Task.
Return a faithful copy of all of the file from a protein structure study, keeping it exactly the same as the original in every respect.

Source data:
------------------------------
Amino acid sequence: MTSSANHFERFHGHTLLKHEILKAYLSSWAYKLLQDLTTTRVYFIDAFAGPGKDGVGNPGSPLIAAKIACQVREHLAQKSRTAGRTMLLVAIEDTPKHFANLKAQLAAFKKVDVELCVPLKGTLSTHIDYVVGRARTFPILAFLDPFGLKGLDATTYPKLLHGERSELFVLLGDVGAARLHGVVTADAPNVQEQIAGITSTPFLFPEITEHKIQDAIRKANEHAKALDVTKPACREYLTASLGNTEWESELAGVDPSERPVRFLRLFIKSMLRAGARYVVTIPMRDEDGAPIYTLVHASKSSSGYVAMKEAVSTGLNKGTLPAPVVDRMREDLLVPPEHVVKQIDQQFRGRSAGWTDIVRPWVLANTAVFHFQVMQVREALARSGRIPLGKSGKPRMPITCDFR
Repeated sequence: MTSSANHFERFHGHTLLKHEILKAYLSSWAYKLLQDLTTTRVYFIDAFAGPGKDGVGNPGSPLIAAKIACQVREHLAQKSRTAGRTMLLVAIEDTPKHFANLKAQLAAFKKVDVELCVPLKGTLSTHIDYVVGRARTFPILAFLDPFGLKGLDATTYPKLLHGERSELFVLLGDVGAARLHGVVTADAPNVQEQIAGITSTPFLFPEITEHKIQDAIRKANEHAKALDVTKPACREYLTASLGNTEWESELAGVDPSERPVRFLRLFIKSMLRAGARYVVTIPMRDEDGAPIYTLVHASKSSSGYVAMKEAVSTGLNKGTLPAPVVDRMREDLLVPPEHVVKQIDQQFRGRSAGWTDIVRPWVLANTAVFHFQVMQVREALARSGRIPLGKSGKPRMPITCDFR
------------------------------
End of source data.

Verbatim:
Amino acid sequence: MTSSANHFERFHGHTLLKHEILKAYLSSWAYKLLQDLTTTRVYFIDAFAGPGKDGVGNPGSPLIAAKIACQVREHLAQKSRTAGRTMLLVAIEDTPKHFANLKAQLAAFKKVDVELCVPLKGTLSTHIDYVVGRARTFPILAFLDPFGLKGLDATTYPKLLHGERSELFVLLGDVGAARLHGVVTADAPNVQEQIAGITSTPFLFPEITEHKIQDAIRKANEHAKALDVTKPACREYLTASLGNTEWESELAGVDPSERPVRFLRLFIKSMLRAGARYVVTIPMRDEDGAPIYTLVHASKSSSGYVAMKEAVSTGLNKGTLPAPVVDRMREDLLVPPEHVVKQIDQQFRGRSAGWTDIVRPWVLANTAVFHFQVMQVREALARSGRIPLGKSGKPRMPITCDFR
Repeated sequence: MTSSANHFERFHGHTLLKHEILKAYLSSWAYKLLQDLTTTRVYFIDAFAGPGKDGVGNPGSPLIAAKIACQVREHLAQKSRTAGRTMLLVAIEDTPKHFANLKAQLAAFKKVDVELCVPLKGTLSTHIDYVVGRARTFPILAFLDPFGLKGLDATTYPKLLHGERSELFVLLGDVGAARLHGVVTADAPNVQEQIAGITSTPFLFPEITEHKIQDAIRKANEHAKALDVTKPACREYLTASLGNTEWESELAGVDPSERPVRFLRLFIKSMLRAGARYVVTIPMRDEDGAPIYTLVHASKSSSGYVAMKEAVSTGLNKGTLPAPVVDRMREDLLVPPEHVVKQIDQQFRGRSAGWTDIVRPWVLANTAVFHFQVMQVREALARSGRIPLGKSGKPRMPITCDFR